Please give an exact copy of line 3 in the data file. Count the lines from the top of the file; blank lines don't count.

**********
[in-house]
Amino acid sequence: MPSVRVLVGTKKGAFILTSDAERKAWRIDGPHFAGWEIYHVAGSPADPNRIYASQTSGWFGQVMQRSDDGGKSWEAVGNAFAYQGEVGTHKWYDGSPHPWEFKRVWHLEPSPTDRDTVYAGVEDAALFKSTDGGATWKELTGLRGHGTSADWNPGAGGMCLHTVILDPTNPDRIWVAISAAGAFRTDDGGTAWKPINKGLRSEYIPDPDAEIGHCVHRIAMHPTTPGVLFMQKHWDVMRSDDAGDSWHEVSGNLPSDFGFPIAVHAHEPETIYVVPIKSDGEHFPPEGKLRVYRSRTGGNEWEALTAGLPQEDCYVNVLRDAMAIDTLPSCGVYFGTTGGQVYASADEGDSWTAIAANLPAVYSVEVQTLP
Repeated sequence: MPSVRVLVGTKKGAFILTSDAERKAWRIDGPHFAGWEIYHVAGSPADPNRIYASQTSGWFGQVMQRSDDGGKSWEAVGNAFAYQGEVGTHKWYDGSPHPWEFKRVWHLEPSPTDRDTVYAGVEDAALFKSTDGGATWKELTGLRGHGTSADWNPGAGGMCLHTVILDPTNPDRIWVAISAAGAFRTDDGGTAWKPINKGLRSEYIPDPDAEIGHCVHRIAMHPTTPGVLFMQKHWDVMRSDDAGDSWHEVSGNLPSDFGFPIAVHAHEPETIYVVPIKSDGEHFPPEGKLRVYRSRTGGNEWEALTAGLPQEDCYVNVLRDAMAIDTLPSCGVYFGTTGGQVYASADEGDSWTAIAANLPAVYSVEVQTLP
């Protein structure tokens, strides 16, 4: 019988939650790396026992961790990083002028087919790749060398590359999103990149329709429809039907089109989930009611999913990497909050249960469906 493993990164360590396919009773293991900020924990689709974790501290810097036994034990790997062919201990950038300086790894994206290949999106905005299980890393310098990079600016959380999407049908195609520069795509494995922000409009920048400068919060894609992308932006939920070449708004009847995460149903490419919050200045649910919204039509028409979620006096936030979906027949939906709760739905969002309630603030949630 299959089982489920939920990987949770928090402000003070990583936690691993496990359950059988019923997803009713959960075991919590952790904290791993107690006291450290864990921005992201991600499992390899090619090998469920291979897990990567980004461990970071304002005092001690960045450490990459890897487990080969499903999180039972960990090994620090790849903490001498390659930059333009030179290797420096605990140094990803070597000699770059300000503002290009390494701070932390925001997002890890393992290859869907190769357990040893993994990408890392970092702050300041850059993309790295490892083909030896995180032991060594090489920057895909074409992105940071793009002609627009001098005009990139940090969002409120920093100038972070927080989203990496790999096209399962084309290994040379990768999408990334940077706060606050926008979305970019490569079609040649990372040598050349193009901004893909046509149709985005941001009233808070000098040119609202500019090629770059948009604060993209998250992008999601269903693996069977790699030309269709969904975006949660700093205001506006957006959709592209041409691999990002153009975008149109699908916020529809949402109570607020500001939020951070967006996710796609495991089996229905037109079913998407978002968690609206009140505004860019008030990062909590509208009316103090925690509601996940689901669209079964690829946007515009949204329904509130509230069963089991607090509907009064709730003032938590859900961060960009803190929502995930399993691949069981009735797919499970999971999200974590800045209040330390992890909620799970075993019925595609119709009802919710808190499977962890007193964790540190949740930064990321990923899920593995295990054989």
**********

Repeated sequence: MPSVRVLVGTKKGAFILTSDAERKAWRIDGPHFAGWEIYHVAGSPADPNRIYASQTSGWFGQVMQRSDDGGKSWEAVGNAFAYQGEVGTHKWYDGSPHPWEFKRVWHLEPSPTDRDTVYAGVEDAALFKSTDGGATWKELTGLRGHGTSADWNPGAGGMCLHTVILDPTNPDRIWVAISAAGAFRTDDGGTAWKPINKGLRSEYIPDPDAEIGHCVHRIAMHPTTPGVLFMQKHWDVMRSDDAGDSWHEVSGNLPSDFGFPIAVHAHEPETIYVVPIKSDGEHFPPEGKLRVYRSRTGGNEWEALTAGLPQEDCYVNVLRDAMAIDTLPSCGVYFGTTGGQVYASADEGDSWTAIAANLPAVYSVEVQTLP